] are consistent with recent previous reports. Although C-section deliveries were slightly more common among childhood cancer survivors, they were not consistently so. Among cervical/genital carcinoma patients, the majority of whom are treated surgically, we primarily observed an increased risk of preterm delivery. In a prior study, preterm delivery was associated with conization[15
], treatment information unavailable to us.
Studies in different countries using various methodology also have reported an increased risk of preterm delivery and low birth weight among female childhood cancer survivors[9
]. An increased risk of low birth weight and prematurity may be partly due to decreased uterine volume as a result of pelvic radiation[17
]. However, our observation of increased prematurity and/or low birth weight among cancer types typically not treated with pelvic radiation (such as leukemia or brain tumors) and among patients treated with chemotherapy only suggest that other factors may also contribute. Nevertheless, despite increased low birth weight and/or preterm delivery, risk of having SGA offspring has not been observed in our study and in a prior study[17
], suggesting that the observed decreases in birth weight are not severe enough to meet SGA criteria.
To our knowledge, preeclampsia has not been evaluated before among childhood cancer survivors. It is reassuring that the only increased risk we observed was a borderline finding among those who received chemotherapy, surgery, and radiation for their initial treatment. Although this may be a chance finding, it is plausible that respiratory/circulatory compromise secondary to cancer treatment may predispose towards a hypertension-related disorder during pregnancy, especially with reports of increased levels of hypertension among some childhood cancer survivors[20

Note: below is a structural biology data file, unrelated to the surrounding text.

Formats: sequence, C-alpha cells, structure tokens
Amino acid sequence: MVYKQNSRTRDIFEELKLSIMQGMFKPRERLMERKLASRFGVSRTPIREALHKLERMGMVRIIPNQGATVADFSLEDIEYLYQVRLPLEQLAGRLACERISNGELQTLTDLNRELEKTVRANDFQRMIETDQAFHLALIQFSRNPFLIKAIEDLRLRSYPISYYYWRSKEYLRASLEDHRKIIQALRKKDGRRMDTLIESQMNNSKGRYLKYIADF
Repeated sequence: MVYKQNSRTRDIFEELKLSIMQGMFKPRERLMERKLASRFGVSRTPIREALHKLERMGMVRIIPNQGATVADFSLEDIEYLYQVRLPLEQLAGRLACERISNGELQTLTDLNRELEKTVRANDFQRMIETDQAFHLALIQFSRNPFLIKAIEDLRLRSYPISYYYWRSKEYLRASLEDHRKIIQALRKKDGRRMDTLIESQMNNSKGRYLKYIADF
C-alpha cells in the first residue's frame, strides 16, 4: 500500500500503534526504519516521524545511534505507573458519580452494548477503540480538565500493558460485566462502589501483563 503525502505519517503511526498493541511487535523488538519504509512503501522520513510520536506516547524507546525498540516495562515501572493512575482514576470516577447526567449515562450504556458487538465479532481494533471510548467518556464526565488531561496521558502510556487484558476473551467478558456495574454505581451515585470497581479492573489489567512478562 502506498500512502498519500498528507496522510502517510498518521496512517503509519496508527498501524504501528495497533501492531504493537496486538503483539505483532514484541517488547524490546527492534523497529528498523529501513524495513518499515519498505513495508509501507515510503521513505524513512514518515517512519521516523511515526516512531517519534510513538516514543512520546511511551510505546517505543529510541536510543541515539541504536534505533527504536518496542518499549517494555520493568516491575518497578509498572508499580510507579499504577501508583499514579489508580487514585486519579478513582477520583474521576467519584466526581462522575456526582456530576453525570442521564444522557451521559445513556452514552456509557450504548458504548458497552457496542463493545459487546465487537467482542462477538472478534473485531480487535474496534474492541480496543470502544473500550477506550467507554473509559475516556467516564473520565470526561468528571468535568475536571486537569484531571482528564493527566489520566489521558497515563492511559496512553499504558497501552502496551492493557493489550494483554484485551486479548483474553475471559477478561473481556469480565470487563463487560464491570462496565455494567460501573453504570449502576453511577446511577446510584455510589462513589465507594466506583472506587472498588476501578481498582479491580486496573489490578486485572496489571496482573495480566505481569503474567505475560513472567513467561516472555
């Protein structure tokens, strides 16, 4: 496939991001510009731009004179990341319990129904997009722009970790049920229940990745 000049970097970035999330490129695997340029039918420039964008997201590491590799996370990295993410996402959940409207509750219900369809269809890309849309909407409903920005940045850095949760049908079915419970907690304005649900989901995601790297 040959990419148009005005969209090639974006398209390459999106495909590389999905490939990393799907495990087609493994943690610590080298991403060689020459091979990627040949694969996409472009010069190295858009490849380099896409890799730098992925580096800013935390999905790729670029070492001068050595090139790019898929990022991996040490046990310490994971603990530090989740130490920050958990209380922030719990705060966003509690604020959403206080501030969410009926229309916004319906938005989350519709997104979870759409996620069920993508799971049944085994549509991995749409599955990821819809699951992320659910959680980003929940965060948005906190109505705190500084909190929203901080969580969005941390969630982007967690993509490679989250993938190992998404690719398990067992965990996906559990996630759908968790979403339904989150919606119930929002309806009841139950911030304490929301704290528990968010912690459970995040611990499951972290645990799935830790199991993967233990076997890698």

]. Our finding of a nearly 5-fold increased occurrence of diabetes among childhood bone cancer survivors is without precedent and should be further explored.
Our study has several limitations. We did not have information about in- or out-of-state migration of subjects. However, the proportion of individuals 1 year or older who move out-of-state, at least in recent years, is <3% annually[22
], and migration is unlikely to have affected our comparison of outcomes unless cases who moved out of state differed from those who remained. It is also possible that our comparison group contained women diagnosed with childhood cancer in other states who then migrated into a study region. The misclassification of cancer cases among the comparison group (if a history of cancer indeed increases the risk of an adverse pregnancy outcome) would have biased our results towards the null.